Ask the experts where your input labels should be located, or multi-column forms beat single-column forms, and you’ll find broad consensus 😴.
There’s one aspect of form behavior, though, on which the experts are all over the place.
“Validate on submit” vs inline validation
Some forms accept any crazy input you care to provide, and only evaluate it when you click the ‘SUBMIT’ button. (Or the ‘SIGN UP NOW AND START SAVING💰’ button, if you’ve been CRO’ing your page.) This retro scheme is known as “validate on submit.”
Some forms give you feedback as you complete them; this is inline validation.
It tends to be annoying to validate while you’re typing, so most forms implement inline validation by giving feedback after you click or tab out of an input field. (Using the “onblur” event 🤓.) It looks like this:
What’s the big deal about inline validation
The case for it:
- It helped users complete forms faster in a study of 22 participants (Luke Wroblewski)
- Fixing an error right after it happens is easier than going back (Nielsen Norman Group)
The case against:
- It tends to be annoying (Nielsen Norman Group)
- It’s inconsistent, redundant, and makes the page jump around (Adam Silver)
Strong arguments on both sides. And disagreement about fundamental conclusions – is it helpful or annoying? Does it speed up form completion, or increase frustration?
If smart people who study forms all day are divided over those questions, it might be worth asking another: does it impact conversions?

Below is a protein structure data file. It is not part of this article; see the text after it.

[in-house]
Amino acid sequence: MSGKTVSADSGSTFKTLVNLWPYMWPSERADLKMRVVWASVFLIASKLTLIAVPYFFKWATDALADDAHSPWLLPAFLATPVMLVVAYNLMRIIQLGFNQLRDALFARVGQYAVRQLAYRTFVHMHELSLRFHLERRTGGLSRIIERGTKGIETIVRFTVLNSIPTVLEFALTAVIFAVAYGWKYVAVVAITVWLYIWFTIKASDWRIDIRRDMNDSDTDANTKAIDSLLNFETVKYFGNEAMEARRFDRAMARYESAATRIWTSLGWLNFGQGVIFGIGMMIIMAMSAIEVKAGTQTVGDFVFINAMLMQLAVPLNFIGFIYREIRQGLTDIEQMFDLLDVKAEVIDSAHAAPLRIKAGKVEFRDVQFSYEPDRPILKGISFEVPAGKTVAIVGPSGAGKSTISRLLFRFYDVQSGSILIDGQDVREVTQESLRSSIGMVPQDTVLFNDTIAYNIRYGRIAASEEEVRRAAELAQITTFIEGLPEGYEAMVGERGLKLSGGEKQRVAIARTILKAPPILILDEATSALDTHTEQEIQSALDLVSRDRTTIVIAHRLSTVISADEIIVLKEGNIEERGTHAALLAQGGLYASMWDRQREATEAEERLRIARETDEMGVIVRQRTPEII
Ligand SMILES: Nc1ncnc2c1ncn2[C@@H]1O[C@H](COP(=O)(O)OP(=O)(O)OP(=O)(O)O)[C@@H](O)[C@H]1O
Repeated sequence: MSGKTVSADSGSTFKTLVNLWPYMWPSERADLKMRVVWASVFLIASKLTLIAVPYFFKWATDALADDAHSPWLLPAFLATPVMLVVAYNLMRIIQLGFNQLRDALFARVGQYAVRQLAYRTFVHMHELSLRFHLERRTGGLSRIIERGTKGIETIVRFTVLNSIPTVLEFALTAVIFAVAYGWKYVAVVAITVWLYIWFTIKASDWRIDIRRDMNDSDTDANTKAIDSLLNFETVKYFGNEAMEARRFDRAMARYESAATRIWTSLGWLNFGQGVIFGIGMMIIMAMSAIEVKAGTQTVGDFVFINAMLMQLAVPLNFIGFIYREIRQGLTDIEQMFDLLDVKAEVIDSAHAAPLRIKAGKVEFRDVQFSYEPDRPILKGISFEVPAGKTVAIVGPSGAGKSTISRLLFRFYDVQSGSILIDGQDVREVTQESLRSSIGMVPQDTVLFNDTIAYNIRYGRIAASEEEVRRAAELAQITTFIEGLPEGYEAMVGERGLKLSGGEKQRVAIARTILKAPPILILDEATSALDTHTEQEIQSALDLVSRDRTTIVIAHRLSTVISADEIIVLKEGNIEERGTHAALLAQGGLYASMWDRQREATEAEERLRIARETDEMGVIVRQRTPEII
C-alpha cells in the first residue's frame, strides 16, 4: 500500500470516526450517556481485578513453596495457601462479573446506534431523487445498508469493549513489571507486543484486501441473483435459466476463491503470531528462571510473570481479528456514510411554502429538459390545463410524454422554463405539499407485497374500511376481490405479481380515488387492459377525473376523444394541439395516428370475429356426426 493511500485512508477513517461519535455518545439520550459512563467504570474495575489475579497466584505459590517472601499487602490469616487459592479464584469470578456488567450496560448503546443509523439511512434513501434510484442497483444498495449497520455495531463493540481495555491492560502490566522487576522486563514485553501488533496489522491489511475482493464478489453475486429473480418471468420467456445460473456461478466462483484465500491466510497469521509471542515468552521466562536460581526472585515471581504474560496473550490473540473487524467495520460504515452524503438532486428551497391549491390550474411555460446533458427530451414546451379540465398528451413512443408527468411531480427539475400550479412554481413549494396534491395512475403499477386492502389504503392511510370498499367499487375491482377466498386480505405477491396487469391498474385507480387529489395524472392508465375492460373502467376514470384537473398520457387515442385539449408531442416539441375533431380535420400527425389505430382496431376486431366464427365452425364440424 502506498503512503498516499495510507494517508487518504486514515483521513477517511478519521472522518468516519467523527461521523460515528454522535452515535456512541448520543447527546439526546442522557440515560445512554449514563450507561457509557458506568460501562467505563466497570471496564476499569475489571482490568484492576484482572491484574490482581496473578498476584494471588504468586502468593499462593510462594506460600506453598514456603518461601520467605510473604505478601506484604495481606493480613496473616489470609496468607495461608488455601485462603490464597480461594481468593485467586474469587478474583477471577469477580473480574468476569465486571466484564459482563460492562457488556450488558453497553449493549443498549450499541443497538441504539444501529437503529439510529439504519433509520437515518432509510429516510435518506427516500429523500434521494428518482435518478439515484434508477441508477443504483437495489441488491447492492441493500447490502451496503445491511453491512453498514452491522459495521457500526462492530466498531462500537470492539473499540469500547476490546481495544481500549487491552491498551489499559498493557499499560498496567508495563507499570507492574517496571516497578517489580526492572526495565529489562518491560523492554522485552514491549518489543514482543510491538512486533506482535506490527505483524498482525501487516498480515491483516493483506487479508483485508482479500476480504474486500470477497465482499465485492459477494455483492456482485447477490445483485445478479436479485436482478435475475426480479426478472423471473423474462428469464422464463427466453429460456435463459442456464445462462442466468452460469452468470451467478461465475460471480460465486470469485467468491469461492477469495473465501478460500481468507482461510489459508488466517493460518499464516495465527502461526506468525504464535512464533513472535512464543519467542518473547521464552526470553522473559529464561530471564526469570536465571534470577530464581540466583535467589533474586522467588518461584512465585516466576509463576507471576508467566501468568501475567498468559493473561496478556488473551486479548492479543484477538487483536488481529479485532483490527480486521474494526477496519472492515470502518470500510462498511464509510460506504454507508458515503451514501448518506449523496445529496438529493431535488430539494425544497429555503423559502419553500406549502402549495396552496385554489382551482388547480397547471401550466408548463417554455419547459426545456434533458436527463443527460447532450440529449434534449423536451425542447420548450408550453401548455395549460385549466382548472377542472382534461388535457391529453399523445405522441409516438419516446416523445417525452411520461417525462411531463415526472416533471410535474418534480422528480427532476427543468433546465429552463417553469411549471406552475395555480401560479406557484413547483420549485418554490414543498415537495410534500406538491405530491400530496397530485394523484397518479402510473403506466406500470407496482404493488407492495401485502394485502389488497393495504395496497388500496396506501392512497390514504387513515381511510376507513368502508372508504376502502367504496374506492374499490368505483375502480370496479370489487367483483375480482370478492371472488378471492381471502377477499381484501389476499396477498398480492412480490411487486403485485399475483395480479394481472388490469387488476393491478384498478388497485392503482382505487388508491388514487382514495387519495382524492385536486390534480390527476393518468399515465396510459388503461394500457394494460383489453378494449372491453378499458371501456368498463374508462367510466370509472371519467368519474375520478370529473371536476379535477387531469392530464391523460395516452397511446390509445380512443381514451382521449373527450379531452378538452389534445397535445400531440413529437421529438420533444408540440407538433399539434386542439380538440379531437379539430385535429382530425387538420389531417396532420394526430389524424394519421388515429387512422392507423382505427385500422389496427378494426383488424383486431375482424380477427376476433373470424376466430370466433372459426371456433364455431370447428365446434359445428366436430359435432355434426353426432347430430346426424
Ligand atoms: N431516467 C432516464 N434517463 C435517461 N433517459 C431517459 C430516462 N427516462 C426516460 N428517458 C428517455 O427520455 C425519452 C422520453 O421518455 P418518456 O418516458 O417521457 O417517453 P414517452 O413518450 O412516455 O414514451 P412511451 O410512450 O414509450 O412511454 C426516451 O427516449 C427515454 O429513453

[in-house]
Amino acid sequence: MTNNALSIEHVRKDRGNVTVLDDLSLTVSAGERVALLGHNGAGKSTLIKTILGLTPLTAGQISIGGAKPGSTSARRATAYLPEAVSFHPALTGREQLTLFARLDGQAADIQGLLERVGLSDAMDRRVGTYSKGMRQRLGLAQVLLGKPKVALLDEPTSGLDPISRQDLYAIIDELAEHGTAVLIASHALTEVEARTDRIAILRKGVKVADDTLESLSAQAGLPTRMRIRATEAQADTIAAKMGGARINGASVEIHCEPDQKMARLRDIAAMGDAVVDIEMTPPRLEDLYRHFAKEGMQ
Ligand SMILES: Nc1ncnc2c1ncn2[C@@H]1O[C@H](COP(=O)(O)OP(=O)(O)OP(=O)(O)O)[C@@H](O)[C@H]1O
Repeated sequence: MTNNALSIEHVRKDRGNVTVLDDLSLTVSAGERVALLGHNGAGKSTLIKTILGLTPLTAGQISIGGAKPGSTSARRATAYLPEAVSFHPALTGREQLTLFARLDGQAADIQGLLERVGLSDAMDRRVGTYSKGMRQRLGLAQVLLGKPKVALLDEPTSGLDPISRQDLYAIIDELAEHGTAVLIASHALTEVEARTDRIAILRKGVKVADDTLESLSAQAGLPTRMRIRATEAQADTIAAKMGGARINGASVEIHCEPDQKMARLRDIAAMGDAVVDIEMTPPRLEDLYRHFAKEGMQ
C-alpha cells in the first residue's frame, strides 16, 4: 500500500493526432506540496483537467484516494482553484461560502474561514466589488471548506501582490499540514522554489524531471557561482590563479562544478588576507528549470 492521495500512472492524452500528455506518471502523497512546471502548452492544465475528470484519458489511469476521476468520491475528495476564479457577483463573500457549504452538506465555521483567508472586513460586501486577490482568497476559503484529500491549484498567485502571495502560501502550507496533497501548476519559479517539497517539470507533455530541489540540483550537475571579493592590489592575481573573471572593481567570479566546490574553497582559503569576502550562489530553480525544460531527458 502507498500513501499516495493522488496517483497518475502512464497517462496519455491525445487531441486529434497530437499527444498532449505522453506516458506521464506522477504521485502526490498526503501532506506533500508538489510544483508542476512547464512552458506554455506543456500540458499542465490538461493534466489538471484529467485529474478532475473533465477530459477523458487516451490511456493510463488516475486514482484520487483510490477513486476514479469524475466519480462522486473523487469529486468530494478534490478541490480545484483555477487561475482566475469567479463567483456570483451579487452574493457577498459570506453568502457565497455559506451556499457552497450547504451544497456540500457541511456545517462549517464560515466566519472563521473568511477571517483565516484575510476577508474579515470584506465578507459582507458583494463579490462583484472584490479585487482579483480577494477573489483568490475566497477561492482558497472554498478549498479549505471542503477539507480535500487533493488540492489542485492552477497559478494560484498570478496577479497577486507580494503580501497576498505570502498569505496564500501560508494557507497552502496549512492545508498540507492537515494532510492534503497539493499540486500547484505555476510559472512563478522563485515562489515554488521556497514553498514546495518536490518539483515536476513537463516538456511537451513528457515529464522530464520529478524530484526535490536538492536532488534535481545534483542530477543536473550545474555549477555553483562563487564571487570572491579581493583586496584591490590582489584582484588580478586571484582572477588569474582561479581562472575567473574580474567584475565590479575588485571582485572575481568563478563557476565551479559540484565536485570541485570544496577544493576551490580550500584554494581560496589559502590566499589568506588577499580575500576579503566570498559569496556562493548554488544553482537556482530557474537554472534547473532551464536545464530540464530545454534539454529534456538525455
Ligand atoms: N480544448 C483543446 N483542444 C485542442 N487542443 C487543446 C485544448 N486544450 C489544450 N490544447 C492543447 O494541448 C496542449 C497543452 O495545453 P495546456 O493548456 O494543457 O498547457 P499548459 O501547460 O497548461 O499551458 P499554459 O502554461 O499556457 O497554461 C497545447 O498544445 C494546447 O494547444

What to do about inline form validation
If you’ve already got a form that’s designed in accordance with all the noncontroversial best practices, and it’s getting submissions to the tune of ~1,000 per month … you could totally test validation strategies.
Before you do that, here are a couple of lower budget steps to help you decide if the test is worthwhile.
- Use session recordings and popcorn to qualify the problem. Get a dev to write code that tags your recordings when a visitor triggers a validation error. Make popcorn, dim the lights, sit down with your team, and spend 20 minutes watching visitors struggle with your form. You’ll laugh, you’ll cry. You’ll decide if there’s an obvious fix, or a need to test … or no reason to bother.
- Go crazy with Google Analytics events to quantify the problem. Fire a different custom event for every field that fails validation. Wait a month or two, then ask which fields present the most problems, how many visitors actually encounter errors, and how many form abandoners fired errors before noping out.